Early leadership experience can be very valuable. Selective colleges screen for demonstrated leadership experience, and studies have found that people with high school leadership experience are paid up to 33% more than those without it. This wage premium is similar to the one associated with a college degree.
However, we know little about what types of skills early leadership service may help to develop. Although adults who serve as leaders are observably different from nonleaders — leaders tend to have higher cognitive ability, more self-confidence, and more motivation or drive — we don’t know much about whether these differences arise because leadership service changes individuals or because these individuals are selected for their preexisting skills.
To investigate this question, we studied 378 seventh-grade students in a Chinese secondary school. Among the top 92 students, we randomly assigned classroom leadership positions to 46 of them. We tracked the students for 22 weeks and collected data on test scores, opinions, and social networks. The randomization let us isolate the effects of leadership experience from the effects of differences in personality, cognitive ability, or physical attributes.
In most Chinese primary and secondary schools, students sit in the same classroom with the same classmates over an entire semester, and teachers of different subjects rotate in throughout the day. The average classroom has approximately 50 students, and each has a set of student leadership positions. Two students serve in positions equivalent to class president and vice president; they represent the class, organize collective activities, and assist in maintaining order. There are also subject-specific leaders, such as Chinese delegates, English delegates, and math delegates, who distribute and collect homework and sometimes assist in grading. These positions carry considerable prestige, and some parents lobby strongly to have their children selected. Class leaders have more exposure to teachers and fellow students, who they must motivate as part of their responsibilities. In a separate survey among other Chinese students, we found that more than 60% of students expressed interest in one of these positions.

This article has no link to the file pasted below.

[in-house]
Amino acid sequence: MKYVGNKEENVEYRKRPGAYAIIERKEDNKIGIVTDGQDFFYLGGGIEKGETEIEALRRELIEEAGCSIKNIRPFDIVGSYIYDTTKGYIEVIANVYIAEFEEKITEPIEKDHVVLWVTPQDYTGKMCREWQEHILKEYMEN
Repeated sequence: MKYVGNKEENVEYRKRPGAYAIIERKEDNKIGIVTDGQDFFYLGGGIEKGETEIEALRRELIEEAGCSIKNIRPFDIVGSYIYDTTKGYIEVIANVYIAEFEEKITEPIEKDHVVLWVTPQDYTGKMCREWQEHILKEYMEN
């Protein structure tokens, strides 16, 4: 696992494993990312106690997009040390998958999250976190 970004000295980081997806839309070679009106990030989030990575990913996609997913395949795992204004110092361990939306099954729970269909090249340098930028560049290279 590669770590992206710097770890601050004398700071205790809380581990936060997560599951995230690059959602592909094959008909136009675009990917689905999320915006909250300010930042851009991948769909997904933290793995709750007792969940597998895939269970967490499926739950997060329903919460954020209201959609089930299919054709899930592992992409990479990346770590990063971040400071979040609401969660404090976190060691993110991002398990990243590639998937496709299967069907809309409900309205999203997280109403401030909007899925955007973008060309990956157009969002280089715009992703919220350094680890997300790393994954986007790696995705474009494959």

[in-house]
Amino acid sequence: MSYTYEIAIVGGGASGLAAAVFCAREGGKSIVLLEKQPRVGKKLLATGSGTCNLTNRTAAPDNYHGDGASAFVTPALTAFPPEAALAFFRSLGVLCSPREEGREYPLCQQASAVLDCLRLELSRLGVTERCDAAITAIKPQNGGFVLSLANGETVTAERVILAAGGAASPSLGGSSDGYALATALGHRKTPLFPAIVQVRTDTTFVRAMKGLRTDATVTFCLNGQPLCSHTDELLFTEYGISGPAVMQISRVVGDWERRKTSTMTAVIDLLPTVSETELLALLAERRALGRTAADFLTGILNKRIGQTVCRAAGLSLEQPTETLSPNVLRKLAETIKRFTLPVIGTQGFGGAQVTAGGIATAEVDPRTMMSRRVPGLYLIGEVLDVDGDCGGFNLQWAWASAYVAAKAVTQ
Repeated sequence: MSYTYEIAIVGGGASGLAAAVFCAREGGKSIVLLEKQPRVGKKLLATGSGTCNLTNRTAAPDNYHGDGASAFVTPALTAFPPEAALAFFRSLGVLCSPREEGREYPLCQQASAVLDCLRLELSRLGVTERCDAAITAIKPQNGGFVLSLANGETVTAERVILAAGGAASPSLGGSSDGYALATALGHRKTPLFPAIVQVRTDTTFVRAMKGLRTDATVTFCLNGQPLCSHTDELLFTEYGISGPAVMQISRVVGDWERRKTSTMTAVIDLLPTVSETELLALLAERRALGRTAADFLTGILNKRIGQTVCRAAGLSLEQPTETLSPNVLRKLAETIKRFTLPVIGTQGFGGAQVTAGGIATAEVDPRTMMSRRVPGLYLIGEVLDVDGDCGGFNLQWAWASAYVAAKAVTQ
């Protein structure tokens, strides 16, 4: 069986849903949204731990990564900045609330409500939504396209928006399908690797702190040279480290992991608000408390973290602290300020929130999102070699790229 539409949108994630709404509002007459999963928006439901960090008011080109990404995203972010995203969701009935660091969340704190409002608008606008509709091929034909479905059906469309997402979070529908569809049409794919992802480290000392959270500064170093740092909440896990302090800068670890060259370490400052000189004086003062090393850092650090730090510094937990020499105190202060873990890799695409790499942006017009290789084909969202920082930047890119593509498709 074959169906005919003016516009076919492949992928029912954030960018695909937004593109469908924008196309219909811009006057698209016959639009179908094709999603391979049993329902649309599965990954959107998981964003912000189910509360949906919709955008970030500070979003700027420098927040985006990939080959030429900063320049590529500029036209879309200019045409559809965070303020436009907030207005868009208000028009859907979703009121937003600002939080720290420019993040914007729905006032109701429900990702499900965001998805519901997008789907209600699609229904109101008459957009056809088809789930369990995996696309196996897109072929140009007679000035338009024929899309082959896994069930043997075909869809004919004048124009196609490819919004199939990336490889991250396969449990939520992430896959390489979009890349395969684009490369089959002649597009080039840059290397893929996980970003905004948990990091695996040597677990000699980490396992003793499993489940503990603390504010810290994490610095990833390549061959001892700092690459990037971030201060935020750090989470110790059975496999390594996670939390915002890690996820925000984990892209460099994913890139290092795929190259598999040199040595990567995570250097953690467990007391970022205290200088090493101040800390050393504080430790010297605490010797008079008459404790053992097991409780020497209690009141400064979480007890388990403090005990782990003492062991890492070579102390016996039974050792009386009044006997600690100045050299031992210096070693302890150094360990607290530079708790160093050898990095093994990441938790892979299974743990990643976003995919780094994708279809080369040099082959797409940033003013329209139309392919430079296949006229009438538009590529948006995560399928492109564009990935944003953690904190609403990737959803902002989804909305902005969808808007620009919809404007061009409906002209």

Typically, a teacher chooses the class leaders based mostly on academic merit. In our study, teachers gave us shortlists of the top two candidates for each leadership position, and we randomly assigned half of them to leadership positions. The other half constituted the control group. Teachers ranked their lists, so we were able to separately estimate the effects of leadership experience for top-ranked and second-ranked candidates. We measured their academic performance, confidence, perceived determinants of success, and popularity.
On academic performance, we found that after being appointed to a leadership role, students’ grades on midterm and final exams increased by 0.3 standard deviations, which raised their rank in the class by approximately seven percentile points. But the increase was only statistically significant for top-ranked candidates. Tests were anonymized to ensure there was no bias in grading.